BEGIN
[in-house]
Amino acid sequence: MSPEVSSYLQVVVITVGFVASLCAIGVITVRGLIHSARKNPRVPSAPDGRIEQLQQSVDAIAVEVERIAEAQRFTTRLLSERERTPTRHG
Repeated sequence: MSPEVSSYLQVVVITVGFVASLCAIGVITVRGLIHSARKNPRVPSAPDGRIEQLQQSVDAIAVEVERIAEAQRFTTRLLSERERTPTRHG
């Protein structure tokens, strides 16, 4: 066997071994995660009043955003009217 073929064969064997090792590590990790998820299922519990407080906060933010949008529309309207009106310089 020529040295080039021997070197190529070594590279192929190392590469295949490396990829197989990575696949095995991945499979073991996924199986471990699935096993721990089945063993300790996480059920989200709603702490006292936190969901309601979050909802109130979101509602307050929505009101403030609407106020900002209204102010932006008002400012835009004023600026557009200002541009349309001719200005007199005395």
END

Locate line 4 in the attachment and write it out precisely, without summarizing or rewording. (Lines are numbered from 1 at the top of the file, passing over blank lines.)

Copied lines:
């Protein structure tokens, strides 16, 4: 066997071994995660009043955003009217 073929064969064997090792590590990790998820299922519990407080906060933010949008529309309207009106310089 020529040295080039021997070197190529070594590279192929190392590469295949490396990829197989990575696949095995991945499979073991996924199986471990699935096993721990089945063993300790996480059920989200709603702490006292936190969901309601979050909802109130979101509602307050929505009101403030609407106020900002209204102010932006008002400012835009004023600026557009200002541009349309001719200005007199005395």